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Supported by WWF

Habitat hunt

Explore the effect of habitat loss in this fast-paced game.
Plan a session with this activity

You will need

  • Chalk
  • Sticky tape
  1. Everyone should choose to be an animal they’d find regularly in their local community.
  1. The person leading the activity explains what a habitat is and marks out the habitat areas around the room.
    Habitats are safe homes for animals. Many animals in the UK like wild places with trees and bushes where they can get food and shelter and food.
  2. Everyone runs around making their chosen animal sound and moving in the way they think their animal moves. The leader shouts ‘habitat!’ and everyone has to run and find a habitat area. Only a certain number of players are allowed on one habitat area (maximum 2-3, depending on the group’s size). This illustrates that only so much space and resources are available in one place.
  3. As the game progresses, the person leading the game should take away some of the habitat areas (like you would if you were playing musical chairs), explaining that this represents how habitats in this country are being lost because trees and wild places are being cut down and destroyed to build new buildings on top of them.
  4. If an animal can’t fit into a habitat, they’re out. The person out could pick a reason from a hat, and read it out to the group (with support if they need it). Fill the hat with the reasons below, showing what animals could tell us about what’s happening to their homes. The game’s over when there’s only one habitat left, filled with the number of animals allowed in that area.
  • More wheat crops are planted – replacing the animals’ food. Intensive farming leads to the loss of flower meadows, hedgerows and trees.
  • Habitats are bulldozed to make space for new homes to house the growing human population.
  • The human population keeps growing – meadows are covered in concrete for cities, factories and roads.
  • Soil health keeps getting worse, so there is less food to forage for.
  • Pesticides kill bees, so less plants are pollinated. As well as reducing habitat, this means there’s less food for birds, which has a knock-on effect up the food chain.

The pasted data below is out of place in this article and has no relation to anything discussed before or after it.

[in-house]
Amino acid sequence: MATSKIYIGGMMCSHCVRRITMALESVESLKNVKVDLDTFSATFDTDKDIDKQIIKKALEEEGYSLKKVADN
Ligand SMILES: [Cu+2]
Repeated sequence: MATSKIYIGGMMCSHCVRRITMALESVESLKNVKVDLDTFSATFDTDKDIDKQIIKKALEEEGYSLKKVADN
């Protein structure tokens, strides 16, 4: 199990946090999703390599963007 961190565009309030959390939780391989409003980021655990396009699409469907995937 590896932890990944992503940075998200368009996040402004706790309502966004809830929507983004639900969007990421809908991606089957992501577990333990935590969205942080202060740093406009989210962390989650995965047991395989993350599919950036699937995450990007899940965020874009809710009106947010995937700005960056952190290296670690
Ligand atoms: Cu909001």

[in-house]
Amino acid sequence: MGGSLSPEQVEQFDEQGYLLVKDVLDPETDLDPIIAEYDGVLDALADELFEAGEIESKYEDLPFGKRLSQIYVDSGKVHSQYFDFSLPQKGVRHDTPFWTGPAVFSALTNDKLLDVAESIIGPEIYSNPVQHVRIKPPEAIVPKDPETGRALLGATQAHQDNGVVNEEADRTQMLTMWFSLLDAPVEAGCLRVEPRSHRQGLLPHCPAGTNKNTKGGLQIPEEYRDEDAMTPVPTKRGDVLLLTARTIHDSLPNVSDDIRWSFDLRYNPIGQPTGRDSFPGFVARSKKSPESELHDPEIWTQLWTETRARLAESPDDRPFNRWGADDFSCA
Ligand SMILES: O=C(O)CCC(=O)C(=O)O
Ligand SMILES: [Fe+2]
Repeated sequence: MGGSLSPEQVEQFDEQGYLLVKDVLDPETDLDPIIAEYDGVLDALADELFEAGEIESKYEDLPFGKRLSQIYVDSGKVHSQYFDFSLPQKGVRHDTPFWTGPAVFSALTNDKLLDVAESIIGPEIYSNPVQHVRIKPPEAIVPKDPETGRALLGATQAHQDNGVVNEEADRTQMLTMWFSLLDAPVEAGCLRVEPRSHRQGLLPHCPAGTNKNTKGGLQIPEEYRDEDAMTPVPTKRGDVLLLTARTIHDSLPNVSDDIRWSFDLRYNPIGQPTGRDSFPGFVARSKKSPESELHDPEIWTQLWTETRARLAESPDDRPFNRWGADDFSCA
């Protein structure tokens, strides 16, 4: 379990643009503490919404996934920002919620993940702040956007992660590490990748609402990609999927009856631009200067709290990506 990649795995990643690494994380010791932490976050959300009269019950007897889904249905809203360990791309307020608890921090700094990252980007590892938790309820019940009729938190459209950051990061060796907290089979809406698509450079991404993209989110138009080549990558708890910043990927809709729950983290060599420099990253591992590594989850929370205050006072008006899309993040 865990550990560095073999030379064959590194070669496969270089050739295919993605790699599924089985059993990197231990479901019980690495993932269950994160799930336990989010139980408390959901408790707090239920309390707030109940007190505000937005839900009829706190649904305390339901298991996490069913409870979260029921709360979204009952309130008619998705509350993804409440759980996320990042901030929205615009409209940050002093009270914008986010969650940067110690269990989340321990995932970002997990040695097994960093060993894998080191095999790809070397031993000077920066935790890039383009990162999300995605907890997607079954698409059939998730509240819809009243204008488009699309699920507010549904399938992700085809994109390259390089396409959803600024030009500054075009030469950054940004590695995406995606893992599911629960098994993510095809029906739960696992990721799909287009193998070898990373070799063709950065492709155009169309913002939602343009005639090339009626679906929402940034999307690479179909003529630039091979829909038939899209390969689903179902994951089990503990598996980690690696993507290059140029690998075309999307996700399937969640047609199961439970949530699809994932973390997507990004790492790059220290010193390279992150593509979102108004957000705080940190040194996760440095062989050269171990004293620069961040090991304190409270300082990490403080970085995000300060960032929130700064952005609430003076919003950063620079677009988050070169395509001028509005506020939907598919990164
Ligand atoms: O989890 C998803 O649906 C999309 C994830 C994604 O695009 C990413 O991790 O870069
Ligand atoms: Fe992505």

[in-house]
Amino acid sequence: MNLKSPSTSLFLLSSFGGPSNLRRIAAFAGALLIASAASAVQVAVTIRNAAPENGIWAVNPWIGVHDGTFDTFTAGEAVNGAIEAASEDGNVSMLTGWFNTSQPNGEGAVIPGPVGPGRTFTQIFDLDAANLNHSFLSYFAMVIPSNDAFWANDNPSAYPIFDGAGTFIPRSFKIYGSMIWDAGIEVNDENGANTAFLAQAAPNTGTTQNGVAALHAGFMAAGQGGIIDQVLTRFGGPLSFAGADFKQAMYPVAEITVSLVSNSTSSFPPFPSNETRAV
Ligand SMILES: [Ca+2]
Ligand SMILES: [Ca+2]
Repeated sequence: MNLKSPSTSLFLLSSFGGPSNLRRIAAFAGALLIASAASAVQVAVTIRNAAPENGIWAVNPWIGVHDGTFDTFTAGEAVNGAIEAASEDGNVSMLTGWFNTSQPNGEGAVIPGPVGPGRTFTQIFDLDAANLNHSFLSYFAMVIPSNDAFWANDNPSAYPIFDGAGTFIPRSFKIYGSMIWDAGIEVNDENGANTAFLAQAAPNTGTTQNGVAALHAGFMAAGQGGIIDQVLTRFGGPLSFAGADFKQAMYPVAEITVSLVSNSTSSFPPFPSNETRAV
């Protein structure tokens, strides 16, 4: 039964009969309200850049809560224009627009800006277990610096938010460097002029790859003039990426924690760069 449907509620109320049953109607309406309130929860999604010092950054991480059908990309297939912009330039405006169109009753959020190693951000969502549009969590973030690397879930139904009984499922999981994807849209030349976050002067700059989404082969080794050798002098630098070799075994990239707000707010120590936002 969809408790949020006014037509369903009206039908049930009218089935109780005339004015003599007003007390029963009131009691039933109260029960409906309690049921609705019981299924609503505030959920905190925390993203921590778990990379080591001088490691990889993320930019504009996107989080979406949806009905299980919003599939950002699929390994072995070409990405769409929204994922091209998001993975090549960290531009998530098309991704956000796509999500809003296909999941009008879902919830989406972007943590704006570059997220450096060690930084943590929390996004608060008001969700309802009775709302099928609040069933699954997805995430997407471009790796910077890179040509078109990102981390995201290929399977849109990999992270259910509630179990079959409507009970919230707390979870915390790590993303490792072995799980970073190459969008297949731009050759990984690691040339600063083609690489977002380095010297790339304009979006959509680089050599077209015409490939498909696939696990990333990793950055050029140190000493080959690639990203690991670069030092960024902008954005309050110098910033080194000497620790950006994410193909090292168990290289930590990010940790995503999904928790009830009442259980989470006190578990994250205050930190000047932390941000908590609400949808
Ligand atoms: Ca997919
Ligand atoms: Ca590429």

• Two-thirds of crop production comes from just 9 species, while 6,000 other plant species are in decline and wild food sources become even harder to find.
  • Pesticides run off into ponds and rivers, making them inhabitable. Even slug pellets have a harmful effect on wildlife.
  • Agriculture removes water from rivers, draining them dry.

This activity helps contribute towards some of the UN's Sustainable Development Goals. Find out more about the SDGs, and how Scouts across the world are getting involved.


This game helped us to value nature and learn about how important habitats are to wildlife. How do you think we could restore habitats and create more biodiversity (a huge variety of wildlife, trees and plants)? Ideas could be to let an area of their garden at home or at school go wild, make a bird box, or avoid eating food with palm oil which causes lots of animals to lose their habitat.

Congratulate everyone for being responsible citizens and explain that successful conservation relies on making changes on a local and global level. What can the young people do straight away to make a difference? How can they spread the word in their communities? Could they talk to their local MP and ask them to petition government to make policy changes?


All activities must be safely managed. Use the safety checklist to help you plan and risk assess your activity. Do a risk assessment and take appropriate steps to reduce risk. Always get approval for the activity and have suitable supervision and an InTouch process.

Active games

The game area should be free of hazards. Explain the rules of the game clearly and have a clear way to communicate that the game must stop when needed.

Make it accessible

All Scout activities should be inclusive and accessible.